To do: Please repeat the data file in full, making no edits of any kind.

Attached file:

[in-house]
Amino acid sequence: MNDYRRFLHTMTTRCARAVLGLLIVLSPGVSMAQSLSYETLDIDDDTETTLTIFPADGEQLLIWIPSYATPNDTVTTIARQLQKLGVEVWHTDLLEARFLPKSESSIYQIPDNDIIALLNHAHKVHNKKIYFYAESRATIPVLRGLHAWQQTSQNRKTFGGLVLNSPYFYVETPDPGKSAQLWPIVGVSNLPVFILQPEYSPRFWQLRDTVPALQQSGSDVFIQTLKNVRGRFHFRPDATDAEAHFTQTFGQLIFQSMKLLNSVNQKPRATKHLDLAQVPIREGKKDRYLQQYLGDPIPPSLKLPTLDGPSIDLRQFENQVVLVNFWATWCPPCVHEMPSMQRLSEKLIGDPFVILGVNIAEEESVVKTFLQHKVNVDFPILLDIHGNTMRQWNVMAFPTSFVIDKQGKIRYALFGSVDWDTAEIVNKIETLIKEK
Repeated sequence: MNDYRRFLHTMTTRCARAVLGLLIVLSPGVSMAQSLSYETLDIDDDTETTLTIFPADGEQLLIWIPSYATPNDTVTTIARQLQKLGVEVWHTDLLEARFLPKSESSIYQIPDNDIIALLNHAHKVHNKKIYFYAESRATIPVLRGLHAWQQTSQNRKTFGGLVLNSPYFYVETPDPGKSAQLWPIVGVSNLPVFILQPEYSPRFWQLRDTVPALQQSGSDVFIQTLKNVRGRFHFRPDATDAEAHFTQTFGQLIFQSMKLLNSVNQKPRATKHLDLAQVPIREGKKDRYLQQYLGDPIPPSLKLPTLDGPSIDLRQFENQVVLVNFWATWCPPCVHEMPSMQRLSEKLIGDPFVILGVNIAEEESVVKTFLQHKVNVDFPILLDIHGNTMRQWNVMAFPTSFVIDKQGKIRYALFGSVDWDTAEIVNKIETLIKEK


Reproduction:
[in-house]
Amino acid sequence: MNDYRRFLHTMTTRCARAVLGLLIVLSPGVSMAQSLSYETLDIDDDTETTLTIFPADGEQLLIWIPSYATPNDTVTTIARQLQKLGVEVWHTDLLEARFLPKSESSIYQIPDNDIIALLNHAHKVHNKKIYFYAESRATIPVLRGLHAWQQTSQNRKTFGGLVLNSPYFYVETPDPGKSAQLWPIVGVSNLPVFILQPEYSPRFWQLRDTVPALQQSGSDVFIQTLKNVRGRFHFRPDATDAEAHFTQTFGQLIFQSMKLLNSVNQKPRATKHLDLAQVPIREGKKDRYLQQYLGDPIPPSLKLPTLDGPSIDLRQFENQVVLVNFWATWCPPCVHEMPSMQRLSEKLIGDPFVILGVNIAEEESVVKTFLQHKVNVDFPILLDIHGNTMRQWNVMAFPTSFVIDKQGKIRYALFGSVDWDTAEIVNKIETLIKEK
Repeated sequence: MNDYRRFLHTMTTRCARAVLGLLIVLSPGVSMAQSLSYETLDIDDDTETTLTIFPADGEQLLIWIPSYATPNDTVTTIARQLQKLGVEVWHTDLLEARFLPKSESSIYQIPDNDIIALLNHAHKVHNKKIYFYAESRATIPVLRGLHAWQQTSQNRKTFGGLVLNSPYFYVETPDPGKSAQLWPIVGVSNLPVFILQPEYSPRFWQLRDTVPALQQSGSDVFIQTLKNVRGRFHFRPDATDAEAHFTQTFGQLIFQSMKLLNSVNQKPRATKHLDLAQVPIREGKKDRYLQQYLGDPIPPSLKLPTLDGPSIDLRQFENQVVLVNFWATWCPPCVHEMPSMQRLSEKLIGDPFVILGVNIAEEESVVKTFLQHKVNVDFPILLDIHGNTMRQWNVMAFPTSFVIDKQGKIRYALFGSVDWDTAEIVNKIETLIKEK